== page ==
School Library Journal
Gr 8 Up-When acclaimed South American journalist Paul Faustino begins his interview with World Cup soccer star El Gato, he expects to be recording the thoughts of a goalkeeper at the height of his career. He never envisioned hearing about a young, lonely boy growing up in the middle of a rain forest, who wandered upon a mysterious soccer field and an apparition that appeared to him daily and trained him to become the greatest goalkeeper ever known. Is El Gato mad? Is he suffering from hallucinations due to the stress of the game? Is there some truth to be discovered in his fantastic tale? Only at the conclusion of the interview and the resolution of who the Keeper really is and what he is waiting for will readers even think of putting down this fascinating book. Peet achieves his expressed desire "to write an entirely new kind of soccer story," not only including the experience of play, but also mesmerizing readers with a supernatural mystery in a tale about relationships, loneliness, and believing in oneself. This is a well-written, fast-paced sports story that addresses far more than just the sport itself. Fans of Chris Crutcher's sports-themed novels will want to pick up this selection by a new and talented writer.-Kathryn Childs, Morris Mid/High School, OK Copyright 2005 Reed Business Information.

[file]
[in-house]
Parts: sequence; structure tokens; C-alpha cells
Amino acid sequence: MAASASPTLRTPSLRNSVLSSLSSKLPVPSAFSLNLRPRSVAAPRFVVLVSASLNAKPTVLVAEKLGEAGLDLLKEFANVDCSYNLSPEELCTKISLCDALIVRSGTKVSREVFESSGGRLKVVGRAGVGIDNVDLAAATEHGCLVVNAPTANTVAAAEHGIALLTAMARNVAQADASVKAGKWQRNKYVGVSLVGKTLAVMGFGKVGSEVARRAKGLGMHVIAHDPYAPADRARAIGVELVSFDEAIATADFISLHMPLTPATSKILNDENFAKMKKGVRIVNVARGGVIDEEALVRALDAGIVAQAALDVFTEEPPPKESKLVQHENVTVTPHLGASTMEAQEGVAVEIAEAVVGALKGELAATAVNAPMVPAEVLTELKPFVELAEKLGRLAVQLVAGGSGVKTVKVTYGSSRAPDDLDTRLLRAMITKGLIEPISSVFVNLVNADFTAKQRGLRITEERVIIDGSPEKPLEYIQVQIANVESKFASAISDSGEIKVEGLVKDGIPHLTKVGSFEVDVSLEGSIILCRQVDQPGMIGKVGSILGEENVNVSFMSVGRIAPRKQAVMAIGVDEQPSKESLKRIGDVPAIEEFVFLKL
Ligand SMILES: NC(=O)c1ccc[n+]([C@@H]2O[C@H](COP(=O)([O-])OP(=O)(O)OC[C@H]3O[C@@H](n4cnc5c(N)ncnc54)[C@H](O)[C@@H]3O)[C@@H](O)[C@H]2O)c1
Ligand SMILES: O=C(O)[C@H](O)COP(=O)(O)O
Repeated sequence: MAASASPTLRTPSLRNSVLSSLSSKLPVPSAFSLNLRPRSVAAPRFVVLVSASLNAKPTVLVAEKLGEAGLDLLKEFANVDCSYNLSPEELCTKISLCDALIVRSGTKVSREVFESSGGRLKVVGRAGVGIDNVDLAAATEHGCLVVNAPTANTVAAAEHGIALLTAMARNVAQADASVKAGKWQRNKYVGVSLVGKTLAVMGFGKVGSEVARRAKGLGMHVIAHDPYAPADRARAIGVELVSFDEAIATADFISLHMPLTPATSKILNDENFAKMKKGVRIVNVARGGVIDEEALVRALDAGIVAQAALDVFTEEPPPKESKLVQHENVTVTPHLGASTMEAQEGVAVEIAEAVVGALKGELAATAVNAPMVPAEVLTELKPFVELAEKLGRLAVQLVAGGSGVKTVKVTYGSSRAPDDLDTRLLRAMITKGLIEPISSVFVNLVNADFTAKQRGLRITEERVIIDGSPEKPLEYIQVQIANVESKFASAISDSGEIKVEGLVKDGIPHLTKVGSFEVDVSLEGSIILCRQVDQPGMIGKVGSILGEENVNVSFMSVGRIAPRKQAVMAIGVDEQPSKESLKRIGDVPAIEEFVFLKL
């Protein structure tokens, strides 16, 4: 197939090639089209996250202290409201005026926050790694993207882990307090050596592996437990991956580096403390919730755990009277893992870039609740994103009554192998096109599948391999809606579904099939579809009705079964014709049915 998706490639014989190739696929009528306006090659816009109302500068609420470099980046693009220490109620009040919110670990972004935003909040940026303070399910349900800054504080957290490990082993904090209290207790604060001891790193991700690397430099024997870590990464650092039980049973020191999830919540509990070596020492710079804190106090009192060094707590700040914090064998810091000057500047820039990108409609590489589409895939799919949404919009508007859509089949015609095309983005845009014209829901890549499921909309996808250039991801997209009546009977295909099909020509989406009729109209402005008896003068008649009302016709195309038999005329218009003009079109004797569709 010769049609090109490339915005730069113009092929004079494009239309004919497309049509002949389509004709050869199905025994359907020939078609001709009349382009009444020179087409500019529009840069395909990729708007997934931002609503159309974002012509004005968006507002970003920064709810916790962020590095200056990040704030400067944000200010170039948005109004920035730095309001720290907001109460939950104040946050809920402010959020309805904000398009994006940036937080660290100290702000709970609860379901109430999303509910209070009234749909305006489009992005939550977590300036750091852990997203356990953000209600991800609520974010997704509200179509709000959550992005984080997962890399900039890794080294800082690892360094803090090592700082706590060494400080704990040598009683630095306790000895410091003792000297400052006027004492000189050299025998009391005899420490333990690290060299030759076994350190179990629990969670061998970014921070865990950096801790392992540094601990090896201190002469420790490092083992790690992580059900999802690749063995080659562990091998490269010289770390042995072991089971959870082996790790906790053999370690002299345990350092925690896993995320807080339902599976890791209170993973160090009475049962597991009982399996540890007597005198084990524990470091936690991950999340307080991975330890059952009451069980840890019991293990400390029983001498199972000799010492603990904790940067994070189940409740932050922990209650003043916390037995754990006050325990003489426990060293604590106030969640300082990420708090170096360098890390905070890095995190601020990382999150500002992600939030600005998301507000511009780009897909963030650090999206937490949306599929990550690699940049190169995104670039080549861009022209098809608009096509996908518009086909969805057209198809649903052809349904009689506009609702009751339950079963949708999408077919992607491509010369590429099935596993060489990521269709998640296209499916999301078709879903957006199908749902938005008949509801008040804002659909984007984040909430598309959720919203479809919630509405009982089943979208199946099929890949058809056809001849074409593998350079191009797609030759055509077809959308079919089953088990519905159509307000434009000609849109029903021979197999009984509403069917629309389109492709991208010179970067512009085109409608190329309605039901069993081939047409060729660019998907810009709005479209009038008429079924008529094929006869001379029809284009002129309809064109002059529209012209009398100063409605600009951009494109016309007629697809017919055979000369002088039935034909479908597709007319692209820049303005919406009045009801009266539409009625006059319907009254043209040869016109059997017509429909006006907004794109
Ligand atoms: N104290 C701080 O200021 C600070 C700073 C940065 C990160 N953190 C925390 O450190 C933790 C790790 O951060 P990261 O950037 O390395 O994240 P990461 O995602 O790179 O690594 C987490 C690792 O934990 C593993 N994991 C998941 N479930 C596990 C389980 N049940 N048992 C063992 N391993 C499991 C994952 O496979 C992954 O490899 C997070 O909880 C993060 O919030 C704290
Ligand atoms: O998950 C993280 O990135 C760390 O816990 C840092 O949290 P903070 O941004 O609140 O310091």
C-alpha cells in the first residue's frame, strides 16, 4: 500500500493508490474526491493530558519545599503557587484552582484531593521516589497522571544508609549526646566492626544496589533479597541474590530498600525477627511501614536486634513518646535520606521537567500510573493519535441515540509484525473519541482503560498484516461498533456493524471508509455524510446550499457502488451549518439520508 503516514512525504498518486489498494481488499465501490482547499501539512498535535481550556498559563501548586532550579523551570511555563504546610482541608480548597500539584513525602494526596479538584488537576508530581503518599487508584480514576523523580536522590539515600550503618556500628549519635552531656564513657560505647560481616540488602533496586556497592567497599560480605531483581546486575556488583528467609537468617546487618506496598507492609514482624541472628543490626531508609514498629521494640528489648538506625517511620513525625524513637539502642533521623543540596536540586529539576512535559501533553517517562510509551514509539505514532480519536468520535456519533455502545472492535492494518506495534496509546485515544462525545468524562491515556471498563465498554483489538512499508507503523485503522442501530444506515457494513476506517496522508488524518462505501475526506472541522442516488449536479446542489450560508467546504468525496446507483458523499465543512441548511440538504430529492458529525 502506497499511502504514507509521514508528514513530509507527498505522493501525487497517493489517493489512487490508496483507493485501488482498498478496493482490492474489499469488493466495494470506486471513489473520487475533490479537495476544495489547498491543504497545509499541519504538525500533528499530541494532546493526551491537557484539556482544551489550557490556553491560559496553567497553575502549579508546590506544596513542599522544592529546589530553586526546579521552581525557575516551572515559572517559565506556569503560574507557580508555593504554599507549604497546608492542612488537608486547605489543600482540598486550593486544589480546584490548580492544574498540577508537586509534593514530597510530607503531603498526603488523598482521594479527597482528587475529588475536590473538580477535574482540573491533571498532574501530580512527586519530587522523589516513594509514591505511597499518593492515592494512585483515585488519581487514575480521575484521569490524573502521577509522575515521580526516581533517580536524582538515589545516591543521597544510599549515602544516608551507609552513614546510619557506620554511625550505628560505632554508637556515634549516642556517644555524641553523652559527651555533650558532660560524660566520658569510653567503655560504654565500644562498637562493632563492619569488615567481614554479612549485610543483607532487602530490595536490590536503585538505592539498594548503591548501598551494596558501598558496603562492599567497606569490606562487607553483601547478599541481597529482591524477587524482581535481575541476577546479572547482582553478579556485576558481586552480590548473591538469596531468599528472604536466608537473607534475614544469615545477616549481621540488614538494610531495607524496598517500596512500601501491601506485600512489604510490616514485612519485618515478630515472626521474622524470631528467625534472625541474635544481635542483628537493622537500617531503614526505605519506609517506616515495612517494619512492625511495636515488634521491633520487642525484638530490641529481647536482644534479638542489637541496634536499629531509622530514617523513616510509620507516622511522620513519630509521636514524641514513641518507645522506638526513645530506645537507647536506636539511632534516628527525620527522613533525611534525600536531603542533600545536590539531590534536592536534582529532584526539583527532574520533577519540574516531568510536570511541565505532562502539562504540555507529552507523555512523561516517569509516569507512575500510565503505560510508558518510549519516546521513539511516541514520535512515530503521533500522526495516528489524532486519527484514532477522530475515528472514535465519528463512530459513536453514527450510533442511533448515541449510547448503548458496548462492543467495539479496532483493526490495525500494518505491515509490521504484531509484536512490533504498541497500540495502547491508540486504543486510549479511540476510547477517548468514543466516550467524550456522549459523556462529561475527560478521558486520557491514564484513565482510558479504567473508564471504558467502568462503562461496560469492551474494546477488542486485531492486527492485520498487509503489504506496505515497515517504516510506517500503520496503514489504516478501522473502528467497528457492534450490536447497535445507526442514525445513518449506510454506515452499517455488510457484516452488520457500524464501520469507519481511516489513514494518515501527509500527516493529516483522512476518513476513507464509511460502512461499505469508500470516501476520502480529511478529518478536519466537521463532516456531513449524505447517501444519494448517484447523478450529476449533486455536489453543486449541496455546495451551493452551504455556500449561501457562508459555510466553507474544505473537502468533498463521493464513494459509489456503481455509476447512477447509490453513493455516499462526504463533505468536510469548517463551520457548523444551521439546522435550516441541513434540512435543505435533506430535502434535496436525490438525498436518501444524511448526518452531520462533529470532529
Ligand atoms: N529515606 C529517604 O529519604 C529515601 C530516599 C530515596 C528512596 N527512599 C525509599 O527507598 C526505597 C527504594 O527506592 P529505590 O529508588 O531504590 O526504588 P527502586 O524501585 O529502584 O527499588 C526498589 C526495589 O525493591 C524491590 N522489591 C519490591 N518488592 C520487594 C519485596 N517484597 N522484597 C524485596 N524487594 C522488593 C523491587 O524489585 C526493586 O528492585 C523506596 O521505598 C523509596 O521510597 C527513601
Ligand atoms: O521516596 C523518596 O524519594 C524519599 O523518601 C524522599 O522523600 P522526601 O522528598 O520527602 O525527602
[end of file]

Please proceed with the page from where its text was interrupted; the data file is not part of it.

This stirring adventure-a soccer story? a ghost story?-defies expectations. Soccer reporter Paul Faustino is thrilled to have an exclusive interview with brilliant goalkeeper El Gato, whose team just won the World Cup. El Gato offers the incredulous reporter an unbelievable tale. As a child, the goalie explains, he was terrible at sports in a soccer-mad town, so he retreated to the jungle his village found frightening but he found beautiful. In the jungle's darkest tangles, he encountered a mysterious goalkeeper who drilled him mercilessly for two years. When El Gato left his secret training to become a logger like his father (against his mother's wishes, who wanted her son to go to college and become a scientist), he discovered he'd become a world-class goalie. El Gato's mystical revelations are saturated with reverence for the vanishing jungle, and his too-perfect soccer ability is tempered by the confusion of a grown man who wants a life his adored parents would not have chosen. Both lyrical and gripping. (Fiction. 12-16)
From the Publisher
"This book has something for every reader, not least those who revel in excellent writing."—THE GUARDIAN — Quote
"Written with skill, humanity, and a vibrant passion for its subject, KEEPER is irresistible. . . . This is true enchantment."—TES TEACHER (London) — Quote
"Even if you hate soccer, read this superbly written book and be captivated by it."—SCHOOL LIBRARIAN (U.K.) — Quote